Rob
     
  7. Elkam

    Elkam Member

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    Lanaken, Limburg
    If you are a non resident of Australia for tax purposes there are both advantages and disadvantages to owning shares and property in Australia.

    The biggest advantage is that you do not need to pay GCT on profits made from shares. Great if you are a successful trader/investor and the country you live in does not tax you on these profits either.

    Of cause if you're like me and have made some spectacular loses, you don't get to carry these forward either to offset against CG made on property. :eek:

    CGs on property are treated the same way whether you live in or out of Australia. If you hold for 12 months you get the 50% discount and just add the rest to your taxable income for that year.

    Fully franked dividends are not added to your taxable income which means a win if your MTR is over 30%. You do not get to use the tax credits.

    Unfranked dividend are taxed at 15% withholding tax.
    Interest on money in the bank is taxed at 10% withholding tax.

    Again you need to consider how the country you live in taxes these incomes as most/all countries expect you to declare your world income if you are a resident. I don't know about Vanuatu.

    A big minus is that non residents are taxed at 29% from $1 - $30K.
    After that the catagories are the same as for residents. See link below.

    This has an impact on your profits from rental income if you have positively geared property. I don't know how long losses ( on negetively geared property) can be carried forward if you have no other Australian income to offset them against or if they can be used to offset CGs at some point.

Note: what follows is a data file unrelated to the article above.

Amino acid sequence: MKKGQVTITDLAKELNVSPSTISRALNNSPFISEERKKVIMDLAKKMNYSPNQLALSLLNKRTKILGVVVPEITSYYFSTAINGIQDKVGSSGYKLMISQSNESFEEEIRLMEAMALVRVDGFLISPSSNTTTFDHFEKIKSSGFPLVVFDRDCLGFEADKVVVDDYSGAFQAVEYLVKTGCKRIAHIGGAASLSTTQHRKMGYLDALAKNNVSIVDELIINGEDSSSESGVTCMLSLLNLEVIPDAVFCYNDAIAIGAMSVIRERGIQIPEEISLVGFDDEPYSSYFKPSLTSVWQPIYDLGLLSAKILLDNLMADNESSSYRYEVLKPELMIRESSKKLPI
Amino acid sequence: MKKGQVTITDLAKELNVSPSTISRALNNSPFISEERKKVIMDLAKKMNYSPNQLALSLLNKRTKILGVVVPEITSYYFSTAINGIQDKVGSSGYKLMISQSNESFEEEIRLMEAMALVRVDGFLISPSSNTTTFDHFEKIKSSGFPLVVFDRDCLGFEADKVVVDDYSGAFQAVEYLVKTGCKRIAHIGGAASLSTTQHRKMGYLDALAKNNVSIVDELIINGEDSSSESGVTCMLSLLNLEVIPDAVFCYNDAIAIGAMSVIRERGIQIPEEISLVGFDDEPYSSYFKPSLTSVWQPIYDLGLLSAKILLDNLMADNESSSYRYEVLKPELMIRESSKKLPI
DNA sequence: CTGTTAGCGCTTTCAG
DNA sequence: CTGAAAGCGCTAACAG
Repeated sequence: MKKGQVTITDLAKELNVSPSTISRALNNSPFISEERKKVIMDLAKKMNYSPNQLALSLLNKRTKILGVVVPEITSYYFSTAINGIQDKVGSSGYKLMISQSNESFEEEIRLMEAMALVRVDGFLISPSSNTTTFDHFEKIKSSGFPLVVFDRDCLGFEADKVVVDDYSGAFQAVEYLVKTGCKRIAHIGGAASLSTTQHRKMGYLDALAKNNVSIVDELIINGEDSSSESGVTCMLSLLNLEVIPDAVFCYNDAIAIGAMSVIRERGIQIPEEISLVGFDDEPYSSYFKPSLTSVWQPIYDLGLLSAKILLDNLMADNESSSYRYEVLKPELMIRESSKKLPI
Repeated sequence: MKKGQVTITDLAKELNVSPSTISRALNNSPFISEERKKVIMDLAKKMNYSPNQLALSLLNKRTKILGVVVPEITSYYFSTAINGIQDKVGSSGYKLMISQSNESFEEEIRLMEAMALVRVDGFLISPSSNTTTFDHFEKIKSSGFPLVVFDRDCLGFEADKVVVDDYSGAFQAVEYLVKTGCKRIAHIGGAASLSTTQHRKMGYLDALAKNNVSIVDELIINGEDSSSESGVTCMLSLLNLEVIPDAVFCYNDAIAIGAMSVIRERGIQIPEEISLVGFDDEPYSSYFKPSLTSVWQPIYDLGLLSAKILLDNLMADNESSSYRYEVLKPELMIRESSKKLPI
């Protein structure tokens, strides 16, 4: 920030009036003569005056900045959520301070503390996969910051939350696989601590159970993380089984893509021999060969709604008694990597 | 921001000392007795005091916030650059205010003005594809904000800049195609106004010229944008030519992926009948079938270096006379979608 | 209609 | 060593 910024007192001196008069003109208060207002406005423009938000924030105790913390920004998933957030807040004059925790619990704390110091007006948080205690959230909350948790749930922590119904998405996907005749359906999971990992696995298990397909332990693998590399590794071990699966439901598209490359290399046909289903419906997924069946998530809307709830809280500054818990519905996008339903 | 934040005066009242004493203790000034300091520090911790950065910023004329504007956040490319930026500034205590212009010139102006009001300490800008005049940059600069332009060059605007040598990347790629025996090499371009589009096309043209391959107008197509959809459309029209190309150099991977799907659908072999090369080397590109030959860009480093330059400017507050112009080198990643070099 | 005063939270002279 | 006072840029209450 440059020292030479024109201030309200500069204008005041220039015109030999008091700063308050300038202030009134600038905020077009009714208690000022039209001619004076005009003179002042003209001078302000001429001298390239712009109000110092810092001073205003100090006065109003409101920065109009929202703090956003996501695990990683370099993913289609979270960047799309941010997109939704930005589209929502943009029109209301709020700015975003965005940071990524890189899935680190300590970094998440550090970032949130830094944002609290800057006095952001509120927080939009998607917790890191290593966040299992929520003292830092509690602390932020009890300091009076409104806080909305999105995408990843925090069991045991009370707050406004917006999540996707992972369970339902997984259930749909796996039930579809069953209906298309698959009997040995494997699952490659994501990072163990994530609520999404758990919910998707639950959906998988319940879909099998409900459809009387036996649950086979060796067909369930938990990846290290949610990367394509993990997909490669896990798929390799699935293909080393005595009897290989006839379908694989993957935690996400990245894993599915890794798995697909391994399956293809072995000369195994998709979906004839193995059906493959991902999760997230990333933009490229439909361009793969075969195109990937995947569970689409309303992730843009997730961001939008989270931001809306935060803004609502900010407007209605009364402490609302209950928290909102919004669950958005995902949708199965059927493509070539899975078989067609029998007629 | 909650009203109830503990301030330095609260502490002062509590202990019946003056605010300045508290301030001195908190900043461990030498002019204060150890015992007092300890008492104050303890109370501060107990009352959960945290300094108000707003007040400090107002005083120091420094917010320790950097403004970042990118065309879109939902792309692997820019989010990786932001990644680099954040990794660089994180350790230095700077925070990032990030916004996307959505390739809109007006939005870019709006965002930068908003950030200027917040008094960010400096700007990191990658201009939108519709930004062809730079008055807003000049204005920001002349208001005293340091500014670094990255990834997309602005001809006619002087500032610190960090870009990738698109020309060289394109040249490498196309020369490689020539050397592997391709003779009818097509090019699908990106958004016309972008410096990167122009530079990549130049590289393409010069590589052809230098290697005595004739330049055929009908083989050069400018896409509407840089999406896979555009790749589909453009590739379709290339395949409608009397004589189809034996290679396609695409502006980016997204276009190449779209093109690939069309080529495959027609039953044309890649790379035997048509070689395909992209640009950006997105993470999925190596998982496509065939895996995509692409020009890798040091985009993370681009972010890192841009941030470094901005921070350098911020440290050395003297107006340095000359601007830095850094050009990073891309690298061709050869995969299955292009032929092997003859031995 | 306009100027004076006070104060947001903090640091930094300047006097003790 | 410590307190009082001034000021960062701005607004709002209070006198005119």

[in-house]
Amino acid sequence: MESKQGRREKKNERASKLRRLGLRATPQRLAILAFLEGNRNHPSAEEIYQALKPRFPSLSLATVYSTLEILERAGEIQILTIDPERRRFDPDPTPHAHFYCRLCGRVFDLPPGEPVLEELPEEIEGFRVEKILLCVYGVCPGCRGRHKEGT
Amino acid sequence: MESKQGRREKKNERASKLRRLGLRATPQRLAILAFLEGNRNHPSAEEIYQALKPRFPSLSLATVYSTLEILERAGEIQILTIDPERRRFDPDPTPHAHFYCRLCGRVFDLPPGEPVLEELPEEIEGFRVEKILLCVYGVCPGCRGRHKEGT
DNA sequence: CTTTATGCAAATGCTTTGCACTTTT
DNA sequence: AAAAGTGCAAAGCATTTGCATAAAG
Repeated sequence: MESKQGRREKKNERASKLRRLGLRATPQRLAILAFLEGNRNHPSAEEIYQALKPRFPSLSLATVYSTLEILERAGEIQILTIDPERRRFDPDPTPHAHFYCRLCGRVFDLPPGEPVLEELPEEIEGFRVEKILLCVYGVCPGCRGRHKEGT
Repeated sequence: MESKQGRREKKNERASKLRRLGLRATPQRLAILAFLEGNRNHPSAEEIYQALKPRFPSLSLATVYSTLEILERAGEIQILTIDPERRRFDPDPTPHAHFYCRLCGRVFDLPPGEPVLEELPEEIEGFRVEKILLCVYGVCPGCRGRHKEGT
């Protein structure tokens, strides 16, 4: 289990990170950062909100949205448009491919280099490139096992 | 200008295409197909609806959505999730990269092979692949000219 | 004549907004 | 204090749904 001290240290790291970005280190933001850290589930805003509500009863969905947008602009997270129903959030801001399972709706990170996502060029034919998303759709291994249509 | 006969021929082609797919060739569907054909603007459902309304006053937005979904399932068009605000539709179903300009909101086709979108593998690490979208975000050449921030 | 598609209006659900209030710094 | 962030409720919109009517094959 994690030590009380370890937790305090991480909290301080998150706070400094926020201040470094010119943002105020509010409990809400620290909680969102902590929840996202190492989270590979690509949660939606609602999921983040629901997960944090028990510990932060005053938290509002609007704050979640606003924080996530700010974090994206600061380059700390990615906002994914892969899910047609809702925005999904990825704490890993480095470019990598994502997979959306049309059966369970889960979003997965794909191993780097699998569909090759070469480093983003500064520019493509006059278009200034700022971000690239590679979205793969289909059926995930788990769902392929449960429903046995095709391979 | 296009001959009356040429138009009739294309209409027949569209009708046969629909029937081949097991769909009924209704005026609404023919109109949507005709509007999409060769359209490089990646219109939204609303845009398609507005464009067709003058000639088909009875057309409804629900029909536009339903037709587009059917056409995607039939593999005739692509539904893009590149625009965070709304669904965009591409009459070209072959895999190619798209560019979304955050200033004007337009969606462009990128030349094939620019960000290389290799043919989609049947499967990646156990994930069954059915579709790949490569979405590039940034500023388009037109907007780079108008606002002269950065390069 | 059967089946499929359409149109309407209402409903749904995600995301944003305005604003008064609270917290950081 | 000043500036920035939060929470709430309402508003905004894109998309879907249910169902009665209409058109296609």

You are very young so you probably aren't concerned about super yet but there are problems setting up a SMSF as a non resident though there are some managed super funds who do accept non residents.


    Elka


    Individual income tax rates
     
  8. mark s

    mark s New Member

    Joined:
    9th Sep, 2009
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    Location:
    vanuatu
    [Hi Chris,
    I was just reading your email about Vanuatu and your intentions. I have been living in Port Vila for quite some time and travelling around the world. I can answert probably alot of questions Feel free to send me an email and III do my best to help you
    privatebag@live.com

    regards

    Mark :)
     
  9. suastiastu

    suastiastu New Member

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    Location:
    AUSTRALIA
    The definition of resident in the Australian Tax Acts is a little broader than just being physically resident. For example if you have ever been part of Aust govt super fund you are a tax resident for life!
    That said, it is NOT the case that you necessarily remain a resident unless you have a permanent place of abode outside Australia. That clause only applies to people domiciled in Australia. If you plan to remain indefinitely somewhere outside Australia, then you are not domiciled in Australia and not an Australian resident unless you actually live in Australia (no matter how many family you may have there) or are part of commonwealth super.

    If your income is from "copyrights" or IP on websites then even your Australian income would only be subject to a small withholding tax.

    Its wise to get legal advice from a tax agent or lawyer and pay a little to get a written advice. Such advice is routine and not necessarily expensive, but you need someone who knows what they are talking about.
    Greg Finlayson
     
    Last edited by a moderator: 14th Mar, 2011
  10. Globetrotter

    Globetrotter New Member

    Joined:
    8th Aug, 2011
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    Location:
    Port Vila
    Island Paradise- Vanuatu

    Vanuatu is truly a tropical paradise with some serious tax advantages for residents.

    Right now is an incredibly opportune time to invest in Vanuatu as some areas of the country are really starting to move forward better than the rest of the world so if you are interested in your own special piece of heaven, contact me and we shall see what might suit your particular situation.:)